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Key Points

  • Total annual education borrowing declined for the eighth consecutive year in 2018-19.

  • Federal Direct student loans fell by $15.0 billion over the decade. Much of this decline was balanced by increases in the programs without fixed borrowing limits: grad PLUS rose by $6.0 billion and parent PLUS rose by $4.1 billion.

  • In 1998-99, 60% of Federal Direct loans were subsidized loans—for which interest is paid by the government while students are in school. In 2018-19, 29% of these loans were subsidized.

  • Borrowing through the Federal Direct student loan program (subsidized and unsubsidized combined) fell by 32% ($32.3 billion in 2018 dollars) between 2010-11 and 2018-19, falling from 77% to 65% of total education borrowing. Between 1998-99 and 2010-11, borrowing through this program increased by 142% ($59.5 billion).

  • Students borrow nonfederal education loans from banks, credit unions, and other private lenders, including some states and postsecondary institutions. These loans, which are not part of the student aid system and typically do not involve subsidies, fell from about $27 billion (in 2018 dollars) in 2007-08 to $10 billion in 2009-10, but increased to about $13 billion by 2018-19, when they accounted for about 12% of all education loans.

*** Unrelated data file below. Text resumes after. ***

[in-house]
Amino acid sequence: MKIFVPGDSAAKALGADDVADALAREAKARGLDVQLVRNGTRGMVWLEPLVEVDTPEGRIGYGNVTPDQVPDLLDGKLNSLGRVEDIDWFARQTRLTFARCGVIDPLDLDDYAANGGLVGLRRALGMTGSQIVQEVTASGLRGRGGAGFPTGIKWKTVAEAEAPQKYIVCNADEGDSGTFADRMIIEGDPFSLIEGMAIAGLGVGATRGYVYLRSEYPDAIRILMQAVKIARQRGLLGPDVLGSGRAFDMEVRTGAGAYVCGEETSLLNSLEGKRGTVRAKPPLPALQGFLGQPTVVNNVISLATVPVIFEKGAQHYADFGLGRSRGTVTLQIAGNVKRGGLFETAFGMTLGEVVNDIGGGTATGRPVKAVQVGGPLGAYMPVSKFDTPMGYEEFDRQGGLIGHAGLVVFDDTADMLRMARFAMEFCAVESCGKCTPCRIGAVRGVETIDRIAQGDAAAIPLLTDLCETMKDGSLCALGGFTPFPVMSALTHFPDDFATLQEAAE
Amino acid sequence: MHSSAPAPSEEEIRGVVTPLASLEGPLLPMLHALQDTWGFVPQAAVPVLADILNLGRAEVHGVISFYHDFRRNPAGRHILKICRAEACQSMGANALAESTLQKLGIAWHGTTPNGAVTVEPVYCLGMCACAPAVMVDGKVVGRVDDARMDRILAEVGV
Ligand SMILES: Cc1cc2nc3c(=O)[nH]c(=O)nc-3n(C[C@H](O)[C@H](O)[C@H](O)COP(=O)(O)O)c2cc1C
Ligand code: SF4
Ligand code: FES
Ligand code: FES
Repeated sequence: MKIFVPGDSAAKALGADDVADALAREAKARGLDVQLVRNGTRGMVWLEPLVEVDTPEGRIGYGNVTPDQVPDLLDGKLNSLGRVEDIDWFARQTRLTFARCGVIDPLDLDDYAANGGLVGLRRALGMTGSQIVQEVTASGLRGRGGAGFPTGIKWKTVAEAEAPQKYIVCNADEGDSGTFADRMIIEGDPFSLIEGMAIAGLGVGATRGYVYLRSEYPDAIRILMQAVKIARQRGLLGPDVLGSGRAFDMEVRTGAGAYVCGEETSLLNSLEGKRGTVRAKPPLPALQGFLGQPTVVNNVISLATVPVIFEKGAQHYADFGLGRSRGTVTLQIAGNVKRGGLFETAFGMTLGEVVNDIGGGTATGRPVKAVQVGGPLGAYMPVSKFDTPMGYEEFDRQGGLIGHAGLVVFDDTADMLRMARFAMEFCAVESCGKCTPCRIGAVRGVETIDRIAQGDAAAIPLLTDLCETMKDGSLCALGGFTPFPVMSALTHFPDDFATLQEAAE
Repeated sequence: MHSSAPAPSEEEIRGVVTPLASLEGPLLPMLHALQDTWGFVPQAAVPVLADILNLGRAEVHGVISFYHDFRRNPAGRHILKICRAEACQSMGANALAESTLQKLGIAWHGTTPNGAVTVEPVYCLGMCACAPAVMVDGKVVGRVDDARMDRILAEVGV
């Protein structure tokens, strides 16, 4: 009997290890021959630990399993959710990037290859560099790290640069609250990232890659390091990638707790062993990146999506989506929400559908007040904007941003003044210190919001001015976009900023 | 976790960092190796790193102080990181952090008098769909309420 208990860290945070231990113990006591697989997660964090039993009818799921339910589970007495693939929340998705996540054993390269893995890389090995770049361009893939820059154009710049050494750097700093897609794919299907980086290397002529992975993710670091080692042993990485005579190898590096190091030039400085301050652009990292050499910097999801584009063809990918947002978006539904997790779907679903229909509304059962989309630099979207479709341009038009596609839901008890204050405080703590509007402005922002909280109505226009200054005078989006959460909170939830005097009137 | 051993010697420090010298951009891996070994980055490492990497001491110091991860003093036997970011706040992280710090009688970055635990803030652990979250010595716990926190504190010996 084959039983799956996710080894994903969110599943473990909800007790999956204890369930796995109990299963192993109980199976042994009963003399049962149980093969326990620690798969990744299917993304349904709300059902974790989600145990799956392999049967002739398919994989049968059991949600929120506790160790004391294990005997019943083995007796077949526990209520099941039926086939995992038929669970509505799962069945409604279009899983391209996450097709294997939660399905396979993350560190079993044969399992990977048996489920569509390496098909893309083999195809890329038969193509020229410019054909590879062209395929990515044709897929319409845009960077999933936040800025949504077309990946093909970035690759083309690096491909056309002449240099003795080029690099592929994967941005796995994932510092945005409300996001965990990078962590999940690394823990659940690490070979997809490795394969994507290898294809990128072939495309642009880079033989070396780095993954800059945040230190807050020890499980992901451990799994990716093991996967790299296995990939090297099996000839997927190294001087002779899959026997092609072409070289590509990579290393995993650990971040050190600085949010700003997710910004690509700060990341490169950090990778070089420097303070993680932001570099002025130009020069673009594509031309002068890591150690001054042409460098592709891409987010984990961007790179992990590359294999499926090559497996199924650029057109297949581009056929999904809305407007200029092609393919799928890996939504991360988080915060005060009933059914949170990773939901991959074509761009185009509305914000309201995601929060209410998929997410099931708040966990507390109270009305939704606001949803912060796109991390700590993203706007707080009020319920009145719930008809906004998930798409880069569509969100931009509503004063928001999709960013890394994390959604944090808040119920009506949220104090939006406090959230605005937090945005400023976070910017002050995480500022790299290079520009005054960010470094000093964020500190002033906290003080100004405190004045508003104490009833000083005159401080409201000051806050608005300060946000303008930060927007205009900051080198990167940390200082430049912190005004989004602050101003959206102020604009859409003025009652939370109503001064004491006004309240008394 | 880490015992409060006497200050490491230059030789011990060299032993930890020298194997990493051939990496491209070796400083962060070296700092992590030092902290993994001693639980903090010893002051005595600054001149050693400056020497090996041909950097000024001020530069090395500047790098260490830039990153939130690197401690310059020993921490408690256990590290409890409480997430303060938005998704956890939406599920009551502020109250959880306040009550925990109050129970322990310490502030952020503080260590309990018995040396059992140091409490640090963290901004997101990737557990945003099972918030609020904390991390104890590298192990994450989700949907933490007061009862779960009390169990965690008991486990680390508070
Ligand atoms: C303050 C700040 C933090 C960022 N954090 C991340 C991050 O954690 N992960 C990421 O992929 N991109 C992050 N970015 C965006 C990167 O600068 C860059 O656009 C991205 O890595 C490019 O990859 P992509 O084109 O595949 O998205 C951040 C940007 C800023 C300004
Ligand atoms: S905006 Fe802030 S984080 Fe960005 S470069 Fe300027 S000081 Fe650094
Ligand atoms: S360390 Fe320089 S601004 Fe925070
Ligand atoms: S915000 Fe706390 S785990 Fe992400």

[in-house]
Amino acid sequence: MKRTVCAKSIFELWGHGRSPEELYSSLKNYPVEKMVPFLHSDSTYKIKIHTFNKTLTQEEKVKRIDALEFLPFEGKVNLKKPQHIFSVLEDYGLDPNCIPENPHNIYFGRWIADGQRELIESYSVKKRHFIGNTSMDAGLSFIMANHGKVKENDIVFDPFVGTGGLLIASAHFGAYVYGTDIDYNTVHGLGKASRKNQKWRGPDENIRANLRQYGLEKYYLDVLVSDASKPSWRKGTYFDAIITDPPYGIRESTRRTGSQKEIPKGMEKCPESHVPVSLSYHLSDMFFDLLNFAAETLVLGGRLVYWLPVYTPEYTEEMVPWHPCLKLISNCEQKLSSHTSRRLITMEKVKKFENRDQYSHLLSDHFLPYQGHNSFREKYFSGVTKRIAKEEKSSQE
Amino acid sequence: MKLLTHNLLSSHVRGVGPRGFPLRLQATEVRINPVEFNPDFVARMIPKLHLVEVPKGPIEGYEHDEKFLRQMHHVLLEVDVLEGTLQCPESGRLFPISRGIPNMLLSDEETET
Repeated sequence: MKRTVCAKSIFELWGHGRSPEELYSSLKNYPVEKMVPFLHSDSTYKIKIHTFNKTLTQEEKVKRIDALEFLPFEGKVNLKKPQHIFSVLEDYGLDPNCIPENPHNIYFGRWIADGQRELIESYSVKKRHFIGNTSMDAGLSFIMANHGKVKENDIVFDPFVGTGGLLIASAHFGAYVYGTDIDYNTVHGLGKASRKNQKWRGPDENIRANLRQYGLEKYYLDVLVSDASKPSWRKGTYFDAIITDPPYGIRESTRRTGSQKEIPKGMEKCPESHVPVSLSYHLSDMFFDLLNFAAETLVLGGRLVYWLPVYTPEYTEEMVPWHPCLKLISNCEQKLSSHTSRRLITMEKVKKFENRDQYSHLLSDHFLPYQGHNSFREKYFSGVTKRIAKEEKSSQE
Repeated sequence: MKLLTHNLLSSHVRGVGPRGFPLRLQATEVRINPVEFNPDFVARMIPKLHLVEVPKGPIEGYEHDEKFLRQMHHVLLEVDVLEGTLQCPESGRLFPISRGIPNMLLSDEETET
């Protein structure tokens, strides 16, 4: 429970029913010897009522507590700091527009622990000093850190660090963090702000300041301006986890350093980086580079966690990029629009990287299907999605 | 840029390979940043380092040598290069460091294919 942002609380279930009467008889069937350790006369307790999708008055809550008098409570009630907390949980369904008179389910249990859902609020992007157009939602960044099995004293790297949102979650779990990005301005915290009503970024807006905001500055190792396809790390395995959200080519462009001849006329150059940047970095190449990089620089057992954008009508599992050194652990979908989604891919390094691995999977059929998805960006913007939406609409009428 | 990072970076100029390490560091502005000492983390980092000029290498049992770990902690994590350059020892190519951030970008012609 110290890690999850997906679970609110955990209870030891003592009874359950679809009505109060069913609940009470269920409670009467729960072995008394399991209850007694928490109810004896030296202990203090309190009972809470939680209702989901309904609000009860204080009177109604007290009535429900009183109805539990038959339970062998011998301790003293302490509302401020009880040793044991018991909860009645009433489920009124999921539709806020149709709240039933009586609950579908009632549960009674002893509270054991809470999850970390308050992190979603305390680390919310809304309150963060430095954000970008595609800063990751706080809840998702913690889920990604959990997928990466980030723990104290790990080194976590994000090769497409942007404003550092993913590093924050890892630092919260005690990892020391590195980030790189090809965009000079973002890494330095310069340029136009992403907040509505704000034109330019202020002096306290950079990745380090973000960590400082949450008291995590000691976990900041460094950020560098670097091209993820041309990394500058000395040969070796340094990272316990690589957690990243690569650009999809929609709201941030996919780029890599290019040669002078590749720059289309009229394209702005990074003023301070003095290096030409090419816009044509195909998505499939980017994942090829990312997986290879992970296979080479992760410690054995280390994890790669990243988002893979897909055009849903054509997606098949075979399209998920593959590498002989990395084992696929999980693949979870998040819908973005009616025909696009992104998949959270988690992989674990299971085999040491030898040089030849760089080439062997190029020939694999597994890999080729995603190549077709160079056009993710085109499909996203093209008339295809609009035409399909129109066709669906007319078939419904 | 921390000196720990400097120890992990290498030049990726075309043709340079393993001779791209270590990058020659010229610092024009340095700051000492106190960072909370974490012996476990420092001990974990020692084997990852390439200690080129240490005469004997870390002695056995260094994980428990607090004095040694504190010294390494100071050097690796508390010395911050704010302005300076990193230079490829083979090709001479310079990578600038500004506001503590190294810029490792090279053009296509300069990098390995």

Figure 6: Total Federal and Nonfederal Loans in 2018 Dollars by Type of Loan, 1998-99 to 2018-19

NOTES: Nonfederal loans include loans to students from states and institutions in addition to private loans issued by banks, credit unions, and other lenders. Values for nonfederal loans are best estimates and are less precise than federal loan amounts.

SOURCES: See Notes and Sources for a list of sources for loans included in Figure 6.

Also Important

  • There are no credit requirements for federal subsidized and unsubsidized loans. To qualify for PLUS loans, borrowers cannot have an “adverse credit history,” defined as being 90 days or more delinquent on any debts greater than $2,085 or being the subject of default determination, bankruptcy discharge, foreclosure, repossession, tax lien, wage garnishment, or write-off of a federal education debt during the five years preceding the date of the credit report.